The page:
In addition to its tastefully sized 10.2-inch digital instrumentation display, the Ford Mustang Mach-E has a 15.5-inch touchscreen infotainment system display affixed to the dashboard in portrait orientation. It looks like an afterthought and contains all primary settings and controls, including the climate system. Ford embeds a single physical dial into the lower portion of the screen, and it controls stereo power and volume.
The Sync 4A system has Bluetooth, wireless Apple CarPlay and wireless Android Auto connectivity, SiriusXM satellite radio, enhanced voice recognition, and connected navigation with three complimentary years of service and predictive destination recommendations. Over-the-air updates, called Ford Power-Up, keep the system current.
In addition, the Mach-E includes FordPass Connect services and an associated smartphone app. Highlights include access to a 4G LTE Wi-Fi hotspot, Phone As A Key technology, a Locate & Pay For Charging feature, and navigation routing with charging station stops. The Mach-E GT also has standard wireless smartphone charging, a 10-speaker Bang & Olufsen premium sound system, and a surround-view camera system.
It might look inelegant, but the infotainment system is easy to use. After a week of driving the Mach-E, I only wished it had a radio tuning knob to match the volume knob. The voice recognition and Bang & Olufsen sound systems are excellent, too.
Every 2023 Mustang Mach-E has Ford Co-Pilot360, a collection of advanced driving-assistance systems that includes common safety features. In addition, the EV has Ford Co-Pilot Assist 2.0, which adds adaptive cruise control with stop-and-go capability, lane-centering assist, evasive steering assist, intersection assist, and a speed-sign recognition system.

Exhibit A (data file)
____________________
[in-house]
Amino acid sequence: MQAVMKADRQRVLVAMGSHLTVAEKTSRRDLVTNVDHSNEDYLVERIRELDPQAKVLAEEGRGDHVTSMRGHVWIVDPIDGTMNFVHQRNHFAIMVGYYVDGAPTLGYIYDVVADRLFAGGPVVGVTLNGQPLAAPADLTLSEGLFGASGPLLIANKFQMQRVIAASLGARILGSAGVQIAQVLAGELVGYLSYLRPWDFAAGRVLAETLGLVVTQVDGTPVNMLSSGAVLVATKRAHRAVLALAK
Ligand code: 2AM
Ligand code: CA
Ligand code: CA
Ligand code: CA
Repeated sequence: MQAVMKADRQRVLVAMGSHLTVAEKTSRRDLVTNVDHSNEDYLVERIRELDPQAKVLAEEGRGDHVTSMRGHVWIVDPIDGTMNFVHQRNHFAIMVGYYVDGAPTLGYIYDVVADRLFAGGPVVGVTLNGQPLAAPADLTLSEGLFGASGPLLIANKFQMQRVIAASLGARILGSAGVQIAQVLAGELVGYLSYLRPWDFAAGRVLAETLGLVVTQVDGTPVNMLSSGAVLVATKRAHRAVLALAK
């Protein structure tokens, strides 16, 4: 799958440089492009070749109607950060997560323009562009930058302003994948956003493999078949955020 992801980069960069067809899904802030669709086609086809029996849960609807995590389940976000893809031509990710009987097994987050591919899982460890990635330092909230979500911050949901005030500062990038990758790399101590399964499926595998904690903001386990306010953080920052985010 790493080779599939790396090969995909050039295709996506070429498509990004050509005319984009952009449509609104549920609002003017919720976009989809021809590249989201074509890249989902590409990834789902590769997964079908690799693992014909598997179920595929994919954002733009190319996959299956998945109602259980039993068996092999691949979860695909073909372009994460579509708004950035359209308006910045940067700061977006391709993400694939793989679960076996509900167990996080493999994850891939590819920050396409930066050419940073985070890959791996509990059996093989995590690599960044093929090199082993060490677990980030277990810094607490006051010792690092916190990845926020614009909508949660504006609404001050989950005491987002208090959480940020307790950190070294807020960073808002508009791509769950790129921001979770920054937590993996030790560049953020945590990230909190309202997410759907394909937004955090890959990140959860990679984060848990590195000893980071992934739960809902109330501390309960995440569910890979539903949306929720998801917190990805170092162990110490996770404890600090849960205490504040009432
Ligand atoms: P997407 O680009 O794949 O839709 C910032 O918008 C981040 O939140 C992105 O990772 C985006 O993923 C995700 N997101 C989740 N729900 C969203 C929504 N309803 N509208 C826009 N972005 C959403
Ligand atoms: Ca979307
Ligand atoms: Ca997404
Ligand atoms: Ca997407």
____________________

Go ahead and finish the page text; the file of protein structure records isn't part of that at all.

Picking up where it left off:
The big news for 2023 is the standard BlueCruise 1.2 hands-free driving technology. Ford includes a complimentary 90-day trial subscription to the feature, after which you can pay for three years of access. BlueCruise combines adaptive cruise control with lane-centering assistance and hands-free driving capability on 130,000 miles of approved North American highways that Ford calls Hands-Free Blue Zones. The 1.2 version of the technology adds hands-free lane-change assist, the ability to autonomously reposition the Mach-E within the lane to give larger vehicles a wider berth, and smoother overall system operation.
To put this new version of BlueCruise to the ultimate test, I joined the morning commute from the suburbs into the West Los Angeles area and quickly determined that the Mustang Mach-E needed a head-up display. As it stands, BlueCruise system readiness and status messages appear only on the thin 10.2-inch strip of digital instrumentation. Sometimes, an audible alert accompanies them, but not always. In addition, some notifications appear only briefly, so if you're not looking at the display, you'll miss them. You're also dependent on the screen to know when BlueCruise is active, unlike in a General Motors vehicle equipped with Super Cruise, which has a green indicator light embedded into the steering wheel.